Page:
The Multi National Fighter Program was created in June 1975 following the decision by Belgium, Denmark, the Netherlands, and Norway to purchase the F-16.
Taken on Oct. 21, 2020 by our friend Andrew Timmerman from Finn Aviation Photography, the cool pictures in this post feature a Belgian Air Force F-16 sporting a special colored tail to celebrate 45 years of Multi National Fighter Program (MNFP).
The F-16 evolved from a 1972 USAF Lightweight Fighter prototype program which sought a small, lightweight, low cost, air superiority day fighter designed for high performance and ease of maintenance.
The MNFP was created in June 1975 following the decision by Belgium, Denmark, the Netherlands, and Norway (the so called European Participating Governments, EPG) to purchase the F-16.
These countries identified a clear requirement for a new fighter aircraft. At the same time, there was a need to meet the NATO standard which provided an incentive for a common aircraft among these air forces. The decision in June 1975 by the EPG, to purchase the F-16 air combat fighter created the F-16 multinational aircraft program. While the European governments purchasing the F-16s are known as the EPG, the air forces flying and maintaining the aircraft are part of the European Participating Air Forces (EPAF).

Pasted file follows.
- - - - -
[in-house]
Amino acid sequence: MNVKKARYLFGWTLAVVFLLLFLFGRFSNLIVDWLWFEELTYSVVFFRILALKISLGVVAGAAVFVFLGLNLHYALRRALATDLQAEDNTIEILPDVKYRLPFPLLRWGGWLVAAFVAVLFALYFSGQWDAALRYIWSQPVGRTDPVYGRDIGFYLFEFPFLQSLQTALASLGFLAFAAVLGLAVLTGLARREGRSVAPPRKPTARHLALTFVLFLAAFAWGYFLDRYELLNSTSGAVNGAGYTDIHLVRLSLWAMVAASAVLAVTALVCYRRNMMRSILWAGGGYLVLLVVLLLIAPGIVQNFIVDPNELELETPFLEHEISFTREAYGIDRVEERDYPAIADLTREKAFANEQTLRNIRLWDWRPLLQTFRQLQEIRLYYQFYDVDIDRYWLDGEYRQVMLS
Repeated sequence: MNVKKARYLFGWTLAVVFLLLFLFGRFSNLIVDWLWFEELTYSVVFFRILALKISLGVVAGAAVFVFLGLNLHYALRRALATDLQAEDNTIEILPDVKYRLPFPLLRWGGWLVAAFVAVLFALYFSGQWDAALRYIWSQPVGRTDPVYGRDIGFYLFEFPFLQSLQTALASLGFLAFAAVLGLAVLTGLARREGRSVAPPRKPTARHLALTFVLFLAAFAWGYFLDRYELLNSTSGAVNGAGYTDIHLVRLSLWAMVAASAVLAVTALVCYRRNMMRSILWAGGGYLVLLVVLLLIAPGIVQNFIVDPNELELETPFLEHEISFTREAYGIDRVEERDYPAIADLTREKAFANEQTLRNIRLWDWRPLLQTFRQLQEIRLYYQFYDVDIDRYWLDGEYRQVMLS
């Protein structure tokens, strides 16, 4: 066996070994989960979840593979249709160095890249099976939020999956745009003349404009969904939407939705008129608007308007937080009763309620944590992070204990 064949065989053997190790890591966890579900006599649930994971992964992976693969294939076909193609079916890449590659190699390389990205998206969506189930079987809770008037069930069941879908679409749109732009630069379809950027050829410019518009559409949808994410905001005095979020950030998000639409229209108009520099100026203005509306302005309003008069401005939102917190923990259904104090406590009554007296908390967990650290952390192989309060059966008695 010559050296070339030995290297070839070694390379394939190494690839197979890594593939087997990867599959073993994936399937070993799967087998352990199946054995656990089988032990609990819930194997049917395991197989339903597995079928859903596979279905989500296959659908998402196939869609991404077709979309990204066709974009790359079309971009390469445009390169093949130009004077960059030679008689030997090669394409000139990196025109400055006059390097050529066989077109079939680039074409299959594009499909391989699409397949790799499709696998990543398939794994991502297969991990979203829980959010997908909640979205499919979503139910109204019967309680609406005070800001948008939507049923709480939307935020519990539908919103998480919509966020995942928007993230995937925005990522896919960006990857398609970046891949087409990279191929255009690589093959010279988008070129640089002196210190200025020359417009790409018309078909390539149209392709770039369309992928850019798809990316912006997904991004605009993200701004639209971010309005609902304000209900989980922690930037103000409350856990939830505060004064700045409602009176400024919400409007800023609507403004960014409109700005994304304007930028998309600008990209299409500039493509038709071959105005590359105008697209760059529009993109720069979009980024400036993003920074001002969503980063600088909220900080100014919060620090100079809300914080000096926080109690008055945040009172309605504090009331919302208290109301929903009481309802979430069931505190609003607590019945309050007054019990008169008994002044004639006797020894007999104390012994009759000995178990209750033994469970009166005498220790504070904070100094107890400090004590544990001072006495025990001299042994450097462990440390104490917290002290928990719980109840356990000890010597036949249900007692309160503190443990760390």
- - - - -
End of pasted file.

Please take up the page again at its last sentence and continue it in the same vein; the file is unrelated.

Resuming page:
Specific circumstances existed during the development of the EPG program that provided for its success. The F-16 was developed by General Dynamic but called for co-production. The four European nations procuring the F-16 agree that they would benefit from procuring an aircraft developed in the United States but co-producing part of the aircraft in several European factories. This arrangement would allow for a new fighter without the costly development requirements, except for a pro rata share of the research and development cost for each aircraft, and to gain the benefits of greater production. It was stressed at multiple levels that, politically, production in Europe was indispensable to buying the aircraft. In turn, their procurement of an American fighter has large military and economic benefits for parties involved.
These smaller MNFP countries were constricted with limited resources and situated in an area of the world which rendered their locations both valuable and difficult to defend. During the Cold War, Russia was already expanding its country’s borders, combatting smaller countries who could not properly defend themselves. During this time, while the need for an advanced multirole fighter was identified, these European countries were located along the Baltic and North Seas and situated in a vulnerable with few barriers of any kind to invasion from larger and more powerful Russia.
The EPG was a strong influence which turned the Lightweight Fighter Program into a serious multi-facetted acquisition program. Because the four EPG countries, Belgium, Denmark, the Netherlands, and Norway, were good NATO allies of the US and looked to upgrade their F-104G Starfighter interceptor, the option to acquire the F-16 made sound financial sense.